Taking the brain perspective makes for easier outlining:

  1. Artificial brains can build and process symbolic and non symbolic representations, respectively with semantic and neural networks.
  2. Artificial brains can solve problems applying logic and abstraction or 
    data analytics, respectively to symbolic and non symbolic representations.
  3. Like human ones, artificial brains combine sensory-motor capabilities with purely cognitive ones.
  4. Like human ones, and apart from sensory-motor capabilities, artificial brains support a degree of cognitive plasticity and versatility between symbolic and non symbolic representation and processing.

These generic capabilities are at the root of the wide-ranging and dramatic advances of machine learning.


Squared Outline: Ontologies

The upsurge in the scope and performances of artificial brains sometimes brings a new light on human cognition. Semantic layers and knowledge graphs offer a good example of a return to classics, in that case with Greek philosophers’ ontologies.

According to their philosophical origins, ontologies are systematic accounts of existence for whatever can make sense in an universe of discourse. From that starting point four basic observations can be made:

  1. Ontologies are structured set of names denoting symbolic (aka cognitive) representations.
  2. These representations can stand at different epistemic levels: terms or labels associated to representations (nothing is represented), ideas or concepts (sets of terms), instances of identified objects or phenomena, categories (sets of instances), documents.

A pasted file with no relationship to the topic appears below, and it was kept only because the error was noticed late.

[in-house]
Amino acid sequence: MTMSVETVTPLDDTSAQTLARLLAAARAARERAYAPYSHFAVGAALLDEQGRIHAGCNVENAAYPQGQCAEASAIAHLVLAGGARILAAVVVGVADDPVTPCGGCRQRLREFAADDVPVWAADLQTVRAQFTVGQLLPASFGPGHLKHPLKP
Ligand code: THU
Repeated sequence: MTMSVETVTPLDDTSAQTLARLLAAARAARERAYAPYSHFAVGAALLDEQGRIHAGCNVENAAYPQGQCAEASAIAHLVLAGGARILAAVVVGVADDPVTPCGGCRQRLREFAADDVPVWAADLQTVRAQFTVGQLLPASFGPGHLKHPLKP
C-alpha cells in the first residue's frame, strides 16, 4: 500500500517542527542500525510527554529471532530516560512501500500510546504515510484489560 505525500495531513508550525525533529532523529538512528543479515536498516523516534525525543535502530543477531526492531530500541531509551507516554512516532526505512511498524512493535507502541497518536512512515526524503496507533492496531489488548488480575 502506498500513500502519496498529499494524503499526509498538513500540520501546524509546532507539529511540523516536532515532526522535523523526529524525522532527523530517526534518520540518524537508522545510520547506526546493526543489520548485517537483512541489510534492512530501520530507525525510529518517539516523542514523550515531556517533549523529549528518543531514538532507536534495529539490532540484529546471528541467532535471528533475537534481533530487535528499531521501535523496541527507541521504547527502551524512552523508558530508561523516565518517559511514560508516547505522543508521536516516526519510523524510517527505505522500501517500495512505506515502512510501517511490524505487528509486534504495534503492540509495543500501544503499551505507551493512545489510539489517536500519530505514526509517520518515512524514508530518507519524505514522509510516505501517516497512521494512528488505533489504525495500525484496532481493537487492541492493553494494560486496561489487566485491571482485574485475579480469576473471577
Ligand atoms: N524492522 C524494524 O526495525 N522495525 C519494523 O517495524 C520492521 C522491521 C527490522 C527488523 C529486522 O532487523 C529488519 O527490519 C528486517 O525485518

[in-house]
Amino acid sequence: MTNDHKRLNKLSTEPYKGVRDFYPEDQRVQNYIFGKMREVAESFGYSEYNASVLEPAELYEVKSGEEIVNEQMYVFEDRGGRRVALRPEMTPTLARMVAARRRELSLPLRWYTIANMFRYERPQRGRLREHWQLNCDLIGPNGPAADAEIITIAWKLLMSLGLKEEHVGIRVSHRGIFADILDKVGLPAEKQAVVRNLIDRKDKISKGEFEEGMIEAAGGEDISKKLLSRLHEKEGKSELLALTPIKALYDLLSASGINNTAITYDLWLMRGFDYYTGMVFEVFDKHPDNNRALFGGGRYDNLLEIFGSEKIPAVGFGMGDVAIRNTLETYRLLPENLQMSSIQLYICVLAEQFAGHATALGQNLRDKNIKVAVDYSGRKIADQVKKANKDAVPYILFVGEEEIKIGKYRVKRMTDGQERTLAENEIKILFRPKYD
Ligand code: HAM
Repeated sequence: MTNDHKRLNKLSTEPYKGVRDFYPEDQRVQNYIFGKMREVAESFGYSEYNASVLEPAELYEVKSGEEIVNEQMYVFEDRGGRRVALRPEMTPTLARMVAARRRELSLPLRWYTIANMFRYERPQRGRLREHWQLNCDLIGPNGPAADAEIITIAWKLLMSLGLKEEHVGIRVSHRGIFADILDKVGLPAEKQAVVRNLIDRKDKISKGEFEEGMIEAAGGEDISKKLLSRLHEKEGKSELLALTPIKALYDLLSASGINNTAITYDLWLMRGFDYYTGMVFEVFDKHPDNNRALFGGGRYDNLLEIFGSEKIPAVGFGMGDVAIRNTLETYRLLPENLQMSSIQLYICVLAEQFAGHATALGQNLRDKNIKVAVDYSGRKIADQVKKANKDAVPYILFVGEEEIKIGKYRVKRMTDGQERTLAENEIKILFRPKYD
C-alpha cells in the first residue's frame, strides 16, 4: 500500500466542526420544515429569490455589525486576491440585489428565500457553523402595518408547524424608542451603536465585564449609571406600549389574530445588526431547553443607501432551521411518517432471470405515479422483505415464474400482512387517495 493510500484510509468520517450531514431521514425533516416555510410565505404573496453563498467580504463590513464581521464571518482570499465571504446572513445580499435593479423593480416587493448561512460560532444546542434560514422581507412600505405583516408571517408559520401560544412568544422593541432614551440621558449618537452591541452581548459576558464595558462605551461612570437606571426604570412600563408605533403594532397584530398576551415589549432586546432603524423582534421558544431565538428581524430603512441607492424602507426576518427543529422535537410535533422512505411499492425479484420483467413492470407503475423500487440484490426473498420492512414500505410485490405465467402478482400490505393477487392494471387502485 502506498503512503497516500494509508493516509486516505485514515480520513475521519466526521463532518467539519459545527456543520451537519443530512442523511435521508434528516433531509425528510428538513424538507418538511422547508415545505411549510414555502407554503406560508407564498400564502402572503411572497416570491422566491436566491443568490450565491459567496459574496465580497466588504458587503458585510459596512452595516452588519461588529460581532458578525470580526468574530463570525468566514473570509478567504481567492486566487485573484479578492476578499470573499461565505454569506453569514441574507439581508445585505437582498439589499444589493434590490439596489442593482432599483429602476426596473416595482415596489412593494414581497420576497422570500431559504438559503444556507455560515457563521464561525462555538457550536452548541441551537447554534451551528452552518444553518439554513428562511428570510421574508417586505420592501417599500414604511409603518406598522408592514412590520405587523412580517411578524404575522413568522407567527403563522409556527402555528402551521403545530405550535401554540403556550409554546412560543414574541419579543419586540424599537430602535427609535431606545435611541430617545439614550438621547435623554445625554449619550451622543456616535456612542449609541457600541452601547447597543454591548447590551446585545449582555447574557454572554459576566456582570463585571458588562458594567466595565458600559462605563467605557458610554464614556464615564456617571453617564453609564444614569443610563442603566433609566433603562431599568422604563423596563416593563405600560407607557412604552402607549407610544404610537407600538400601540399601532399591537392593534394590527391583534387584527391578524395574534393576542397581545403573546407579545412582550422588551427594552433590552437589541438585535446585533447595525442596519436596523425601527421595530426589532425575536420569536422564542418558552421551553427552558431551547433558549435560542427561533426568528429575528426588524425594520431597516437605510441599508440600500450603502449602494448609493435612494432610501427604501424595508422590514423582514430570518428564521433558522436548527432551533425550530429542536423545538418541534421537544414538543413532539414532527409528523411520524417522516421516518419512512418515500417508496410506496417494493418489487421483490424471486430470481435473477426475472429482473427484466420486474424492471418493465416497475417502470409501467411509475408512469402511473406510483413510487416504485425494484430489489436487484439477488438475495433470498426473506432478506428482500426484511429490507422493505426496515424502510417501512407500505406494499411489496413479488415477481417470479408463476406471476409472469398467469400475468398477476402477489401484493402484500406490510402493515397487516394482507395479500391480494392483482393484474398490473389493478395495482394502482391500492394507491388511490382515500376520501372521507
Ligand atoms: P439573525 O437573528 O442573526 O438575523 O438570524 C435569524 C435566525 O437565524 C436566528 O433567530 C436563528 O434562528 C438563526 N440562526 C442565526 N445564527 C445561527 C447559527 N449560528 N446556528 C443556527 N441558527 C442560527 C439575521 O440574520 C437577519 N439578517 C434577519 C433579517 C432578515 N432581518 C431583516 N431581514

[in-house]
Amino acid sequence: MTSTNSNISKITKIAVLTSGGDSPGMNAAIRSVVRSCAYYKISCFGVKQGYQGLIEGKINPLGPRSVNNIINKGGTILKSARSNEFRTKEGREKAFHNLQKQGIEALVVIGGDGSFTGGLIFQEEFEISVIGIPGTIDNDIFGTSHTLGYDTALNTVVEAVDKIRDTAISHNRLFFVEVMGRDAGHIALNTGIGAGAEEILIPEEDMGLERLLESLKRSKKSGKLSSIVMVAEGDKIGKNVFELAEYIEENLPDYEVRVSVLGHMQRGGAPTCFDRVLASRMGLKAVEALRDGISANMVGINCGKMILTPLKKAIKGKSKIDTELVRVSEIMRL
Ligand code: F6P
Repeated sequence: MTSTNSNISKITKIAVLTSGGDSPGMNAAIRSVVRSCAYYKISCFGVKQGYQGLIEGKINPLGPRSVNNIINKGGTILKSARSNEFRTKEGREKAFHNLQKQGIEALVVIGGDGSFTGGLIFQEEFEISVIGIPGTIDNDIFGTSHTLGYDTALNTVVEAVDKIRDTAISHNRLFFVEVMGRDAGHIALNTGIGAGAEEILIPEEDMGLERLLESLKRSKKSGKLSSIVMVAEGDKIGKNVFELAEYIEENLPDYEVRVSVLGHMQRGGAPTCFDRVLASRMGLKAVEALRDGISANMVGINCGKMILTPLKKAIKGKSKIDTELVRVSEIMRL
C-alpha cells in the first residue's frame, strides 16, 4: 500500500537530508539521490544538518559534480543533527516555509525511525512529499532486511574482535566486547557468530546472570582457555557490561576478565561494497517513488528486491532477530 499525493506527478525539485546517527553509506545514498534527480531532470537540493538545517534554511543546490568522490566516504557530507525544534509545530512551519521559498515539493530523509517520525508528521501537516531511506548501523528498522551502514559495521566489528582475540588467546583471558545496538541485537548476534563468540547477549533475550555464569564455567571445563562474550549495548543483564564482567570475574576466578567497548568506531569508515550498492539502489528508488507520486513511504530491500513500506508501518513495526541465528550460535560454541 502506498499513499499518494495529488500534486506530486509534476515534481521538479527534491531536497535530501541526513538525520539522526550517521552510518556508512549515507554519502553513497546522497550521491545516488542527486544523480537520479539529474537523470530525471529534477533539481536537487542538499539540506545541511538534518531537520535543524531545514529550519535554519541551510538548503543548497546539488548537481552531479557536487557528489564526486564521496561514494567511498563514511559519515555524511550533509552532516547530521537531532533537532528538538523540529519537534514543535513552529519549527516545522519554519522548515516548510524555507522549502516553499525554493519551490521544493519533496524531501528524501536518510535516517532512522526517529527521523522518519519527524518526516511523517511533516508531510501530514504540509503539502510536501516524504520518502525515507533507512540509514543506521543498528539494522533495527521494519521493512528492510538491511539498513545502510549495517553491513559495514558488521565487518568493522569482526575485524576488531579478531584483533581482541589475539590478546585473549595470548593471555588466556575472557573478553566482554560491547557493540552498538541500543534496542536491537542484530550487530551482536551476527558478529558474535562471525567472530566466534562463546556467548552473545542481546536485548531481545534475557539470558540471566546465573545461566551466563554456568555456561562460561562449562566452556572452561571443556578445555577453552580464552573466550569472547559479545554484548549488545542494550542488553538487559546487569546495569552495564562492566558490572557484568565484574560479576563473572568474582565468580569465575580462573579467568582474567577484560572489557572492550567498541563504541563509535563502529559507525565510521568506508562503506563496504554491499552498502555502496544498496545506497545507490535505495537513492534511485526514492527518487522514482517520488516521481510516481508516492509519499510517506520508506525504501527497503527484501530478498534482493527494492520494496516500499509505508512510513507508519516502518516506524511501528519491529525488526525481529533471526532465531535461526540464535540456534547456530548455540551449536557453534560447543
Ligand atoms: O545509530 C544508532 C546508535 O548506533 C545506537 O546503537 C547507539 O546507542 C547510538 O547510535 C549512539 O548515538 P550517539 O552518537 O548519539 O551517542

3. Ontologies are solely dedicated to the validity and internal consistency of the representations. Not being concerned with external validity, As they are not meant to support emprical purposes.
  4. Yet, assuming a distinction between epistemic levels, ontologies can be used to support both internl and external consistency of models. 

That makes models a refinement of ontologies as they are meant to be externally consistent and serve a purpose.



Frameworks: How to Avoid Quagmires


Deciding upon a framework is a choice that bears upon a wide range of enterprise activities and may induce profound transformations in organization and systems. It ensues that the outcome is practically settled at the outset: once on a wrong path the only option is often to cut the losses as soon as possible.

When the first step settles the issue for the whole journey (Gianni Motti)

As it happens, there is no reason to hurry and every reason to take the time before opting for a long-term and comprehensive commitment.

Taking five, simple litmus tests can be used to avert overhasty moves into quagmires. Compared to a comprehensive assessment, the objective would only be to establish a shortlist of frameworks worth of a further assessment. For that purpose forms (but not substance) are to be considered for the consistency of definitions, the specificity of value propositions, and the reliability of roadmaps.

Consistency of Definitions